Karl Rahner, a German Jesuit, was probably the most prominent and influential Catholic theologian of the twentieth century.
In the 1950s, he was on the margins, his orthodoxy questioned and his work censored.
Yet a decade later he was a key theological adviser at the Second Vatican Council and, in almost all accounts but his own, one of the shaping influences upon it.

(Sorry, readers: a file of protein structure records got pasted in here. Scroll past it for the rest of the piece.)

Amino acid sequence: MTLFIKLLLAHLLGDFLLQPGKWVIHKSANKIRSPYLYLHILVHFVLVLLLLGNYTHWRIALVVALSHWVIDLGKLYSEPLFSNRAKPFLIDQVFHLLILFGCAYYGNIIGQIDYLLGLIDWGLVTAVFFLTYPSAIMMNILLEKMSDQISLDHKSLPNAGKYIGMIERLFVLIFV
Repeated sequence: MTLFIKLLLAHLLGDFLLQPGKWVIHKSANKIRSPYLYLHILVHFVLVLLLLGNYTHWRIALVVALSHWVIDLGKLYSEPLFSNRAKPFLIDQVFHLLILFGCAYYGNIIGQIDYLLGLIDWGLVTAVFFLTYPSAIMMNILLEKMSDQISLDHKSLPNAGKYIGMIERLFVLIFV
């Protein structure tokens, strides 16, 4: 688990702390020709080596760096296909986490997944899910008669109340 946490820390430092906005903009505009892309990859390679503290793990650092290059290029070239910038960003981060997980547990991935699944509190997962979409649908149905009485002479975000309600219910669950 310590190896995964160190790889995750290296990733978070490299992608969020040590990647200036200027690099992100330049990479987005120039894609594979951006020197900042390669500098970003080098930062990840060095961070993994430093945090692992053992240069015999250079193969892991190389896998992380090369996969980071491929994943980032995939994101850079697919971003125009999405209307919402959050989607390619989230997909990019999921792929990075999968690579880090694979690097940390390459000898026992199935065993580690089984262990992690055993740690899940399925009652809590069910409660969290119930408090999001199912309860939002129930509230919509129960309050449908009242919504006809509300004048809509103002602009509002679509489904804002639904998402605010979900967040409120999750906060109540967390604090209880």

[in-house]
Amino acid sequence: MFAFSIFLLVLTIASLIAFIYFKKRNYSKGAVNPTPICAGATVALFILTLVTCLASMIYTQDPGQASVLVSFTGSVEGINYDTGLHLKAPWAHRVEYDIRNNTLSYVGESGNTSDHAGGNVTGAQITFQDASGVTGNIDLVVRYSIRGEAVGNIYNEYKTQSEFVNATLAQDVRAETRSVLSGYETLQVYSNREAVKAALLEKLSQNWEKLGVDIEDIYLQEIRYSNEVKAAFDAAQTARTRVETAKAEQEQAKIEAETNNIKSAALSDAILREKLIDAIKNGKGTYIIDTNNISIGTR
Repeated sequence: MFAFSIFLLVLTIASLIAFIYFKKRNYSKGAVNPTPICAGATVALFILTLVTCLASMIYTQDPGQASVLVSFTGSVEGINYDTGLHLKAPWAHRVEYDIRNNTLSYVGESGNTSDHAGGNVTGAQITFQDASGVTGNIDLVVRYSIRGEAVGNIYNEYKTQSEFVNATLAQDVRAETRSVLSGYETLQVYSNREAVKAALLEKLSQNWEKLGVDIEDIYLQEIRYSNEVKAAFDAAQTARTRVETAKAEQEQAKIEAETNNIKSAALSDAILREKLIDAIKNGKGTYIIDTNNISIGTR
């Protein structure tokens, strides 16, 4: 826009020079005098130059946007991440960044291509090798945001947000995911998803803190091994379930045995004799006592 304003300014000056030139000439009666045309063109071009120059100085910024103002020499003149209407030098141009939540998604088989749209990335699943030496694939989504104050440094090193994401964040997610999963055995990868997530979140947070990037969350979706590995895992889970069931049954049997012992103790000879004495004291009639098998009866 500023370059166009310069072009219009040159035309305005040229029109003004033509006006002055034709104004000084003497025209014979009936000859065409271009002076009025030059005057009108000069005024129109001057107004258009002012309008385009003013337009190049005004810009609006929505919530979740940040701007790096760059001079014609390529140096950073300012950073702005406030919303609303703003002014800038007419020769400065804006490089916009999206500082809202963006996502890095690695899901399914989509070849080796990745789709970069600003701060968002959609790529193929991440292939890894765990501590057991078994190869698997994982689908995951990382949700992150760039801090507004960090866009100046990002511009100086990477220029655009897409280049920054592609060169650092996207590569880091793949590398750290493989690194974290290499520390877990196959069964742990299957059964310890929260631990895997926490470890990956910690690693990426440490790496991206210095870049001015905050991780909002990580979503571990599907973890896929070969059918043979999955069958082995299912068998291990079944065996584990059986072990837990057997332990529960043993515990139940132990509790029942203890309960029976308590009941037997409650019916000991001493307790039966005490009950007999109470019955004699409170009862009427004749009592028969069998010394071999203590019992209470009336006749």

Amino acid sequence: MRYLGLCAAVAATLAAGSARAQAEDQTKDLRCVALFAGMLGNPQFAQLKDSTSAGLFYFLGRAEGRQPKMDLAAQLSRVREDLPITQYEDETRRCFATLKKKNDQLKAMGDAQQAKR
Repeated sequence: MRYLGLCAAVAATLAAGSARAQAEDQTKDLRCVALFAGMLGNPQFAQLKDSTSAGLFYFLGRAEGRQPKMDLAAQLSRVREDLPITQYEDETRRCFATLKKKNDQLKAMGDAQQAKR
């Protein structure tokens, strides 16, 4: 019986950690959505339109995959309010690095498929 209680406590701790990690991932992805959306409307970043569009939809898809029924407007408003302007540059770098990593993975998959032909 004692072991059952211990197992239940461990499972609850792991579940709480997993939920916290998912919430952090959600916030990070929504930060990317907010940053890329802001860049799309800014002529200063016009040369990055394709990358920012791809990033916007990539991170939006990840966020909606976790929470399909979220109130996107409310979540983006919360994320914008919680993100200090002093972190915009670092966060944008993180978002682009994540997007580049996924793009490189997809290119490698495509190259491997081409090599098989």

Heavily influenced by Aquinas, his work sought to reconcile Christian faith with contemporary thought and the revelation of God in human experience.
Here, Karen Kilby makes Rahner's often dense and difficult thinking accessible to a wide audience.
She sketches a few of the central themes of Rahner's thought and gives the reader both a feeling for the way he approaches problems and some sense of the breadth of his work.
This revised and expanded edition is an ideal introduction to Rahner for students and the general reader.